Rob: This is a big source of the true drama we’ll capture in Missionary Wars as we toggle between different missionary groups. Multiple storylines will be playing out. If a motor breaks down, we’ll bring the viewer aboard for the repair, or in extreme cases, rescue. Meanwhile, reports will come in that an islander is experiencing a life-threatening illness and needs medical attention, so another team will load up with the missionaries on a sailboat and make the voyage. A major delay means life or death, so they can’t wait for rough waters to abate. And when they do get there, we will witness how they cope with a medical procedure with no anesthesia available.
OTG: Have you been working with any medical missionary teams? If so, what has their response been so far to the Missionary Wars series?
Bill: I am currently providing consulting services  at no-charge to Search For One Missions out of Moses Lake, Washington. In the mid ‘90s, I worked for two years with a medical missionary group out of California who served the Marshall Islands. In the course of my duties back then, I spent most of my time as the captain of their ship on the West Coast of the US and around Hawaii, sailing about 18,000 sea miles, training crew, and fundraising from 1995 to 1997. During that time, I had the pleasure of meeting and talking with several of the doctors and dentists who had served on location at the islands. The common theme in those conversations was, “If we could only introduce these wonderful and interesting people and their amazing islands to the world, we might be able to attract more support for them.”
History has dealt these islanders a series of tragic events. These very unique people and their culture have endured many serious hardships, ranging from the introduction of deadly diseases from European sailors in the 17th and 18th centuries, the invasion of their islands by the Japanese in WWII, the subsequent brutal warfare that scarred their islands and killed a significant percentage of the indigenous population [all of whom were non-combatants], and bearing the brunt of above-ground nuclear testing that was conducted by Great Britain and the United States.
OTG: In addition to the Republic of Kiribati, what are the other possible locations for the new reality series?
Bill: There are many locations in the world where wonderfully unique and primitive people have been overcome by modern problems in their very remote homelands. There are tribes of people at the head-waters of the Amazon, for instance, which have only recently been discovered, yet are already beset by problems introduced by modern man. And as in the Kiribati Islands, here, too, you will find teams of medical missionaries facing severely adverse conditions to help these people with their problems. In many cases, it’s literally a race with the Grim Reaper (whose favorite target is the children).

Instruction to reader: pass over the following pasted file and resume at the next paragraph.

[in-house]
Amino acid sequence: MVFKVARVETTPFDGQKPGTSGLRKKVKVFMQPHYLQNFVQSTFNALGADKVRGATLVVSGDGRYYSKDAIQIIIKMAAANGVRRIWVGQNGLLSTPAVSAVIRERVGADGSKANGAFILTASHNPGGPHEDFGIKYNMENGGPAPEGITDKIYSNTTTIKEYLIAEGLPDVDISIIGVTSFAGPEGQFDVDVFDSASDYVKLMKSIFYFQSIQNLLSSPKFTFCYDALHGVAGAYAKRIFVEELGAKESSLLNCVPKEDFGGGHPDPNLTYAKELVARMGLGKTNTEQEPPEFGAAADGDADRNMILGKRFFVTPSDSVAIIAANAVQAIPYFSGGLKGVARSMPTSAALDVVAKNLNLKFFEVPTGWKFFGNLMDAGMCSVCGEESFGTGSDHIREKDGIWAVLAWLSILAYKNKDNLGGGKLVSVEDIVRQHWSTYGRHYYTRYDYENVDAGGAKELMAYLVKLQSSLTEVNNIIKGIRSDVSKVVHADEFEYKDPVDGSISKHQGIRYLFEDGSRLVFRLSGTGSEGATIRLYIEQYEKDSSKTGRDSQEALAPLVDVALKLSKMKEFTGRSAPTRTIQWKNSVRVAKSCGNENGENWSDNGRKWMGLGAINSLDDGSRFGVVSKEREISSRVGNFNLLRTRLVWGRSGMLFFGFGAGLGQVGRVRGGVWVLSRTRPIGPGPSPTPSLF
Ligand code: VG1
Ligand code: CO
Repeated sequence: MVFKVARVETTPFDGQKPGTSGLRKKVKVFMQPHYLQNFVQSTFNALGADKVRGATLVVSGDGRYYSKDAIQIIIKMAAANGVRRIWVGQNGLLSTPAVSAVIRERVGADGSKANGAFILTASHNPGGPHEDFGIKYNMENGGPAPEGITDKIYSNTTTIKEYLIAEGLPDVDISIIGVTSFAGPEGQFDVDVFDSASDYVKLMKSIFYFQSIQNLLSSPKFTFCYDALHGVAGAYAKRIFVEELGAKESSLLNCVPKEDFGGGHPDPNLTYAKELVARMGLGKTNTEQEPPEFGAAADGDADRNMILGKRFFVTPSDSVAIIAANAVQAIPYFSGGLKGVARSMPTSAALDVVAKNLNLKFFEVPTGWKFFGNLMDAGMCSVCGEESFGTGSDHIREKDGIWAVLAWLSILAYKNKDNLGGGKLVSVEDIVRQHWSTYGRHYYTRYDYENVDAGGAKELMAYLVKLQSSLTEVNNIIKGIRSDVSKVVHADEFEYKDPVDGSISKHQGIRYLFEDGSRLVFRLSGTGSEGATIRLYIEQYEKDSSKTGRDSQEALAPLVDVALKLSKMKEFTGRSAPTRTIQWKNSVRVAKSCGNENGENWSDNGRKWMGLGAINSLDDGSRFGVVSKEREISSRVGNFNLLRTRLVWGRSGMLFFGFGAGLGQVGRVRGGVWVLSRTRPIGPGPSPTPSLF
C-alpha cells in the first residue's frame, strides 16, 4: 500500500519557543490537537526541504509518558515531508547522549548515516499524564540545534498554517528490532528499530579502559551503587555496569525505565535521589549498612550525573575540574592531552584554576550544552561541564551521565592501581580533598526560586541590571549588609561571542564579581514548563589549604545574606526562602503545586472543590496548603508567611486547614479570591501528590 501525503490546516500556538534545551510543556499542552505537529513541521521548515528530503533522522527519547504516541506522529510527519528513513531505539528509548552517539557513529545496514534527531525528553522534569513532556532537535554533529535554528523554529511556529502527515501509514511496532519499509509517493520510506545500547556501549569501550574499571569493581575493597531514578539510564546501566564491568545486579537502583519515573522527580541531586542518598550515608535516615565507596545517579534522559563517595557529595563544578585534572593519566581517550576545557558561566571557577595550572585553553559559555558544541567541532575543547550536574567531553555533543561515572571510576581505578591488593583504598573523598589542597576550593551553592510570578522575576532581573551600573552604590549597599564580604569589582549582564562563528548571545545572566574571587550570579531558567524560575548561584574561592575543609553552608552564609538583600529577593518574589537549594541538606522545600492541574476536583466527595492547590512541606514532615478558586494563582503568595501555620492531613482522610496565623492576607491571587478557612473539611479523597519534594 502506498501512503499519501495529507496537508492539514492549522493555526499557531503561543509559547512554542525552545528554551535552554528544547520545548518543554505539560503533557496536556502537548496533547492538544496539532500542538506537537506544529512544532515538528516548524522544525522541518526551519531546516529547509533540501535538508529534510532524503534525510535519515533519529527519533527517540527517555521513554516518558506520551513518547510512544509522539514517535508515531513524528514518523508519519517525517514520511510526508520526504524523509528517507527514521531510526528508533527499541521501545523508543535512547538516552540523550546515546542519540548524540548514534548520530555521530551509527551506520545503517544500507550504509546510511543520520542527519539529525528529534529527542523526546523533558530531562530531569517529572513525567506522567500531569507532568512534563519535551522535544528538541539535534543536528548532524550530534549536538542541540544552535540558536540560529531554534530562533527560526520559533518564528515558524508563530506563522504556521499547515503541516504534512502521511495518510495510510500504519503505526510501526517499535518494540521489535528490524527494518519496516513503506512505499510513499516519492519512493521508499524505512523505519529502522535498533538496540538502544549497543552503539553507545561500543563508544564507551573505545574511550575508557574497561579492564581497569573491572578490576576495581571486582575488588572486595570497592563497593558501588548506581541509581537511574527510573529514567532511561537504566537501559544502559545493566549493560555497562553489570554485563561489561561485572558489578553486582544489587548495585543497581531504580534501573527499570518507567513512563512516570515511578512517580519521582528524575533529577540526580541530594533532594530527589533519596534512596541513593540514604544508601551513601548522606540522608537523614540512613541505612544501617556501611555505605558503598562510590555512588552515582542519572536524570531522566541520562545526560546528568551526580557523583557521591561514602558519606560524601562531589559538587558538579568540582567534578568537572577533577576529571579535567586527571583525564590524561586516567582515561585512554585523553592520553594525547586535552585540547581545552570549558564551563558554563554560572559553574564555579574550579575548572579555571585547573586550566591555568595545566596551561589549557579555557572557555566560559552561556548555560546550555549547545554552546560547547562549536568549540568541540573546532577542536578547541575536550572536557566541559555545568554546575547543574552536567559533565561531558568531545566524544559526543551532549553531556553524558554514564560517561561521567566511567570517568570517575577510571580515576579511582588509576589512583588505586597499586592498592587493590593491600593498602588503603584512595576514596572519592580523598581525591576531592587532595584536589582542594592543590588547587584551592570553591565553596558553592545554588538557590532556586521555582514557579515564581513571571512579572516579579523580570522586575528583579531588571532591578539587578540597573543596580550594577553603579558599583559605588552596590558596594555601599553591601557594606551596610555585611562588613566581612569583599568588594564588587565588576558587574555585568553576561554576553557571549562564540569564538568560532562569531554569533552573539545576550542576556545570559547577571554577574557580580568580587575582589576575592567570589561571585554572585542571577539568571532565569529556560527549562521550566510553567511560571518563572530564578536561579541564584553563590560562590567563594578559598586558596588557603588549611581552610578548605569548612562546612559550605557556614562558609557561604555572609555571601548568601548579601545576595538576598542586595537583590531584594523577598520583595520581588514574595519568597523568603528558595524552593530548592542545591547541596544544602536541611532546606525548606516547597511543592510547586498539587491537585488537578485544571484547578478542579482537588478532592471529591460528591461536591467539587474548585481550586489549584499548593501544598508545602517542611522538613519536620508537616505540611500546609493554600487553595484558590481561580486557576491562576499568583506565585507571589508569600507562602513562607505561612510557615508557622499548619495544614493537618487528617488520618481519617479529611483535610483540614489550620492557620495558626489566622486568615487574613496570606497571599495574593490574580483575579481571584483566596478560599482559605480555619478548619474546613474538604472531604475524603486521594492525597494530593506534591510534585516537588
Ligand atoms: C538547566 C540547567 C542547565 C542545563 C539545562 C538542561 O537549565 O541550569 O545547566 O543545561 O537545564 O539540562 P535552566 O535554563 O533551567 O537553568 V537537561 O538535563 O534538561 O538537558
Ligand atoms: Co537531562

OTG: Have off-grid and preparedness manufacturers signed as production partners for Missionary Wars and Bunker Diaries?
Bill: A few media sources at times have labeled preppers as being self-absorbed and selfish, but I am experiencing quite the opposite. So far, we have received several generous sponsorships of equipment for the Missionary Wars project from several manufacturers and sole proprietorships who serve the disaster preparedness and off-grid markets. Additionally, Gary Morgan, the executive director for Search For One Missions has agreed to provide logistics support for the film crew and the Missionary Wars project while on location in Kiribati, which certainly serves as their blessing for the project. Rob and I are both grateful for the help that is being provided for this project. However, we are still in need of some financial support for actual hard costs related to production, and we would welcome any such inquiries.
OTG: What types of industrial and military testing occurred on Kiribati during the ‘50s and ‘60s by the United Kingdom and the United States?
Bill: The islanders living on the 33 coral islands  [atolls] that make up the ocean nation of Kiribati  have faced many extreme hardships over their history. The egregious phosphate mining concessions and operations on the once pristine island of Banaba has been devastating. The ravaging of the islands by warfare during WWII  is still evident. Even today, unexploded ordinance from WWII presents an ever-present danger on the islands and in the lagoons. Australia has stepped up and implemented a program to remove and/or disarm some of the unexploded bombs and shells. However, given the widespread distribution of hundreds of such bombs and artillery shells, this is a daunting task at best.